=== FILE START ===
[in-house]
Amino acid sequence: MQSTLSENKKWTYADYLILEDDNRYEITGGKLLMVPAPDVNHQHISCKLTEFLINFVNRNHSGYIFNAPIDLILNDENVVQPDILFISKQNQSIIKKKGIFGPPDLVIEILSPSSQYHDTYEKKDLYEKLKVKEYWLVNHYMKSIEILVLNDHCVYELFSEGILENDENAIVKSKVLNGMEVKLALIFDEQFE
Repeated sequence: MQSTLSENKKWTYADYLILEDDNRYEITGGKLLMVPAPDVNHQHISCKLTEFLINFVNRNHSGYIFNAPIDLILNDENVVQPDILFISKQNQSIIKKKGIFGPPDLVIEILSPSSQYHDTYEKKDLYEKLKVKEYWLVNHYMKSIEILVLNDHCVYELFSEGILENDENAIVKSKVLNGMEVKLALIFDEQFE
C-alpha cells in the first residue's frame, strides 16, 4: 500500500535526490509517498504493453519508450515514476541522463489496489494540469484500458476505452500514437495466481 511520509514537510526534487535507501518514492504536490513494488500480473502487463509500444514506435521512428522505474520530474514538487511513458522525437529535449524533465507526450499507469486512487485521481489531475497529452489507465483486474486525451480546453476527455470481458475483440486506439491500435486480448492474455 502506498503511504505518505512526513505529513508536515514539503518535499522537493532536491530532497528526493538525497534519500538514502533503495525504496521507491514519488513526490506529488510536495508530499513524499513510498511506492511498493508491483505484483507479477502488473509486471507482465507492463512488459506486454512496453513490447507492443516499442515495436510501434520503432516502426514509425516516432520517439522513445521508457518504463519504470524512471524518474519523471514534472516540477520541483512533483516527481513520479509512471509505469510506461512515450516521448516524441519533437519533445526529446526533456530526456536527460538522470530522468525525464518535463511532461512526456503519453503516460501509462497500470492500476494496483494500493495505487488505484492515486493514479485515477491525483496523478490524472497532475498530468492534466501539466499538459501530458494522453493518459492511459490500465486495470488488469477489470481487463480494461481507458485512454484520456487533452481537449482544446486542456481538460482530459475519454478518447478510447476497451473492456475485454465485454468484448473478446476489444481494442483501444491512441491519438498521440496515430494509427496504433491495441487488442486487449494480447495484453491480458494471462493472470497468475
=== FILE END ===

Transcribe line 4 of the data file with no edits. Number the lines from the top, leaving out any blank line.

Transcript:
C-alpha cells in the first residue's frame, strides 16, 4: 500500500535526490509517498504493453519508450515514476541522463489496489494540469484500458476505452500514437495466481 511520509514537510526534487535507501518514492504536490513494488500480473502487463509500444514506435521512428522505474520530474514538487511513458522525437529535449524533465507526450499507469486512487485521481489531475497529452489507465483486474486525451480546453476527455470481458475483440486506439491500435486480448492474455 502506498503511504505518505512526513505529513508536515514539503518535499522537493532536491530532497528526493538525497534519500538514502533503495525504496521507491514519488513526490506529488510536495508530499513524499513510498511506492511498493508491483505484483507479477502488473509486471507482465507492463512488459506486454512496453513490447507492443516499442515495436510501434520503432516502426514509425516516432520517439522513445521508457518504463519504470524512471524518474519523471514534472516540477520541483512533483516527481513520479509512471509505469510506461512515450516521448516524441519533437519533445526529446526533456530526456536527460538522470530522468525525464518535463511532461512526456503519453503516460501509462497500470492500476494496483494500493495505487488505484492515486493514479485515477491525483496523478490524472497532475498530468492534466501539466499538459501530458494522453493518459492511459490500465486495470488488469477489470481487463480494461481507458485512454484520456487533452481537449482544446486542456481538460482530459475519454478518447478510447476497451473492456475485454465485454468484448473478446476489444481494442483501444491512441491519438498521440496515430494509427496504433491495441487488442486487449494480447495484453491480458494471462493472470497468475